Taps sounds at 2100 Sunday through Thursday night and reveille blasts at 0445 Monday through Friday morning. I thought reveille was kind of cool before I arrived at BMT. I quickly learned to hate it. On Friday and Saturday nights taps was at 2200 and on Saturday and Sunday mornings reveille was at 0545. Same goes for holidays. But if a holiday is on Monday, then the following Saturday is a regular duty day with regular duty hours because you already had weekend hours on Monday.
Most weekday mornings your flight has to fall out into formation downstairs under the overhang. From reveille, you have around 10-15 minutes, maybe less, to get dressed, fill your canteen, grab your portfolio and stampede down the stairs. Once in formation, there is accountability (when the TI or dorm chief yells out to whoever is taking accountability, usually another TI or NCO, "Sir/Ma'am, flight ___ all present and accounted for!" Sometimes it ends at that and you fall back upstairs. But usually we would have the "briefing of the day," which somehow managed to be the same thing every day -- "Drink 1/2 to 3/4 a canteen per hour, not to exceed 12 per day. Use the handrails when ascending and descending the stairs. Salute all properly marked staff vehicles. Blah blah blah." Then we'd sing the first verse of the Air Force song, followed by the 3 core values - excellence, integrity, service before self. And sometimes after that we would shout out our squadron's motto chant thing (I am not sure what it's called. Not every squadron has them. They would ask, "What is a 331st Trainee?" We would yell back, "Sir/Ma'am, a 331st Trainee is Motivated, dedicated, can't be stopped, Untouchable, invincible, rising to the top..." and so on as ours goes. It helps build team morale and enthusiasm and competitive spirit.
By 1 WOT, you're still trying to get the hang of things. You're still learning how to keep your wall locker and set up the dorm. It's still really stressful -- still a time when you just have to survive. So much information is crammed into your skull that sometimes, even when you know your stuff, you get it wrong because your mind is swimming and you get too nervous. You're also getting used to your flight members. Rooming in close quarters with 50-60 other people can get on your nerves really quickly. Starting this week, we integrated with our brother flight. We would separate into A Bay and B Bay, and the males who slept in A Bay of their dorm would integrate with the females who slept in A Bay of their respective dorm and for B Bay the same, so we would be 2 flights with males and females in each flight. We would march everywhere together, eat chow together, go to appointments, etc. The only thing we did against each other was complete for honor flight. But even then points were split.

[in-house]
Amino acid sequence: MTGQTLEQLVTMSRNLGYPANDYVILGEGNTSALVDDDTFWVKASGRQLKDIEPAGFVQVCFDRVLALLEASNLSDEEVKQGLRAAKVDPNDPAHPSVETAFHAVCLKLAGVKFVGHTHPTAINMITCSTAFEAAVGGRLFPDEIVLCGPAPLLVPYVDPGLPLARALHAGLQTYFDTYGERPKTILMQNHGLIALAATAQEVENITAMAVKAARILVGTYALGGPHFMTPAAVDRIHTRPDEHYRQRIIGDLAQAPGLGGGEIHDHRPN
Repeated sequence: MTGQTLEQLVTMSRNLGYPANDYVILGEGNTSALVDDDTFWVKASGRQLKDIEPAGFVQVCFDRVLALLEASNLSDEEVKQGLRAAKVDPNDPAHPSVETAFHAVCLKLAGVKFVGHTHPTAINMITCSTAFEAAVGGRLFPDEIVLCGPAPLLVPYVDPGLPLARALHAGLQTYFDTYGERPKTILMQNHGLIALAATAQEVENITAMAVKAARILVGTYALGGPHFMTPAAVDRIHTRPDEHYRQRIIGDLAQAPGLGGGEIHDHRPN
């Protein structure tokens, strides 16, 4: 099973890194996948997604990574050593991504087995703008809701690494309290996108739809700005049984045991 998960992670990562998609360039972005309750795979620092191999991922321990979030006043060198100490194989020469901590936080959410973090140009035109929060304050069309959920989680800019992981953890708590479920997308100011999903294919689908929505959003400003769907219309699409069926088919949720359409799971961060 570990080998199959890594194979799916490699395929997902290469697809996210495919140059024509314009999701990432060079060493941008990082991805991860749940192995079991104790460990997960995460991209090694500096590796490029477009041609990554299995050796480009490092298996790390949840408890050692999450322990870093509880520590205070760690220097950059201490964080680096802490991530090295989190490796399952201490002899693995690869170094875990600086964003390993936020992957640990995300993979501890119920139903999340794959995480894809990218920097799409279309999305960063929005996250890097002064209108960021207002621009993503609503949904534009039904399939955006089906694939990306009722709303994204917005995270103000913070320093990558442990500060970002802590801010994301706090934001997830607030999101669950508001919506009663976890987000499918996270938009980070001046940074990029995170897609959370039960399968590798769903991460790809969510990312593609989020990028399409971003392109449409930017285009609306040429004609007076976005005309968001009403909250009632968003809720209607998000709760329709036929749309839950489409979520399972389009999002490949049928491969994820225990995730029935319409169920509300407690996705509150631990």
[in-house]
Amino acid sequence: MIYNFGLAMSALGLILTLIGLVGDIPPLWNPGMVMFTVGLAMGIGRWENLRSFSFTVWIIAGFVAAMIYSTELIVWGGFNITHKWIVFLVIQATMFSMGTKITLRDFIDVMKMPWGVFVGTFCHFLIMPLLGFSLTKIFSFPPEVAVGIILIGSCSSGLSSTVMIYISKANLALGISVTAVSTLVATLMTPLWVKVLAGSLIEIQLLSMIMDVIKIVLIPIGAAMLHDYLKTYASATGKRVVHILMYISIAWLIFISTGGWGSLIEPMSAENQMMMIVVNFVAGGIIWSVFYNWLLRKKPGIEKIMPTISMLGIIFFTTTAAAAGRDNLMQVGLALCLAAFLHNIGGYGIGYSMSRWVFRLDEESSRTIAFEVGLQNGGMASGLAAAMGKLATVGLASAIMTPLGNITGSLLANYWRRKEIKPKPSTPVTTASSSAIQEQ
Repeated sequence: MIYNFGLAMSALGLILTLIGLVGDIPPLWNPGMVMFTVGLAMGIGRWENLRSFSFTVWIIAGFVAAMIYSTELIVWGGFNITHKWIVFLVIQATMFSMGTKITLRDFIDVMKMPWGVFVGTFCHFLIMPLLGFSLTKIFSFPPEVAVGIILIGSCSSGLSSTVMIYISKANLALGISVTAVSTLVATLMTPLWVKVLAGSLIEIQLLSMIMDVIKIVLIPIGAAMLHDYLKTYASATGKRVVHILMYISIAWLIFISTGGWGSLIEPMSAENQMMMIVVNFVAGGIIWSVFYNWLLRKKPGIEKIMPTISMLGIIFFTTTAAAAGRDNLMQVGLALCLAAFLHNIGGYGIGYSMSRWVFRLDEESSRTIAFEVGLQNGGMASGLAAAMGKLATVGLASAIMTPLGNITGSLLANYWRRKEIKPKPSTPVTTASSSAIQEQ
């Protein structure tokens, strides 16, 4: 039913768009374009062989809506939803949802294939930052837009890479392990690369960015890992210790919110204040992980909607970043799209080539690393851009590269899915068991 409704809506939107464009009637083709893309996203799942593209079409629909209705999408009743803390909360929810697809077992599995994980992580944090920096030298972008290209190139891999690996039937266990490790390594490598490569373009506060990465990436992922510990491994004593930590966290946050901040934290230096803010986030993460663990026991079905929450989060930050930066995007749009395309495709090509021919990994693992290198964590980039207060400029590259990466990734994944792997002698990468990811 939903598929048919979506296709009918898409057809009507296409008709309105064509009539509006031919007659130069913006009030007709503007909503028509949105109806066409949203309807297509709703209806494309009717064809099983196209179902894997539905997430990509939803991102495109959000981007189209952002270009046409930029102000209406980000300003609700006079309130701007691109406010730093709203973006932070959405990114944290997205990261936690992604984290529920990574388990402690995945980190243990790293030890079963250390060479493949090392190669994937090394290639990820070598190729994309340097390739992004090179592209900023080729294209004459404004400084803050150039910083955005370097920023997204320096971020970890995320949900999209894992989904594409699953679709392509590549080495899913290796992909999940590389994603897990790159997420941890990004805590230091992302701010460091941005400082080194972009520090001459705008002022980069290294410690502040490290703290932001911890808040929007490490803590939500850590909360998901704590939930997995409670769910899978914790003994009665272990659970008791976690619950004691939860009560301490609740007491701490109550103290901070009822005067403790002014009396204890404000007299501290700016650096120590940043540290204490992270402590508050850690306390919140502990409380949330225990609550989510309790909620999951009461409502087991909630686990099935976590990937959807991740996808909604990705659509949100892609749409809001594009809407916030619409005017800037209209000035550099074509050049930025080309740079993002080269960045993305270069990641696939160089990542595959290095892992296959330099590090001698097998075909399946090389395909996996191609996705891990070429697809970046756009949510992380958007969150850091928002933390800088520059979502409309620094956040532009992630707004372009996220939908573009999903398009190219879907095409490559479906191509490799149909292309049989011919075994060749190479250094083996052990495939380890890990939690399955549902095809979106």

Cadence was quite interesting. Each TI had his or her own unique way of calling cadence. And then there were the ones who were in training that would constantly get us out of step by calling cadence on the wrong foot then yell at us for being out of step. But it sounds awesome. I don't know how they learn to do it in MTI school or anything, but they make these sounds in their throat, kind of like guttural sounds or something to chant off cadence. But it sounds awesome. And jody calls are always fun. Our flight made up some of our own and were allowed to use them during the end of training.
2 WOT is not too bad. You know how to do your stuff, you will have to endure your first inspections. The first one is a free inspection, which is not counted. Ours, fortunately, went pretty well. It's funny how the ups and downs are so fast. We will make our TI proud one moment, then screw up and tick him off the next. It's all about attention to detail. One minute speck of dust in the latrine can put a TI in state of fury. Everything's got to be grounded, flush, perfect. Try as best as you can, because it can be done. Strings pop out everywhere, especially after dry-cleaning, so make sure you inspect them meticulously. There are stan-team and honor flight inspections - make sure your stuff is straight. 2 WOT is when my flight had details. Groups are assigned to the FTX site, Confidence Course, KP, Reception Center and other various locations. Pretty much you work all day, but you don't have to eat in the chow hall like every other day. Either you get to use vending machines, or if you're on KP, you get more time to eat and get the privilege of eating snacks and desserts. However, you earn them by being on your feet from long before dawn to the late evening. We had to get up around 0215 and march over to another squadron's chow hall. We were on our feet (I had the excitement of being assigned to pots and pans -- scrubbing, washing, rinsing, spraying, sanitizing all day long) until we returned to our squadron around 2030. You learn to appreciate all the work that goes into preparing meals and what goes on behind those double doors in the kitchen. I hated it, but at least I could eat a lot, and was able to have sweets.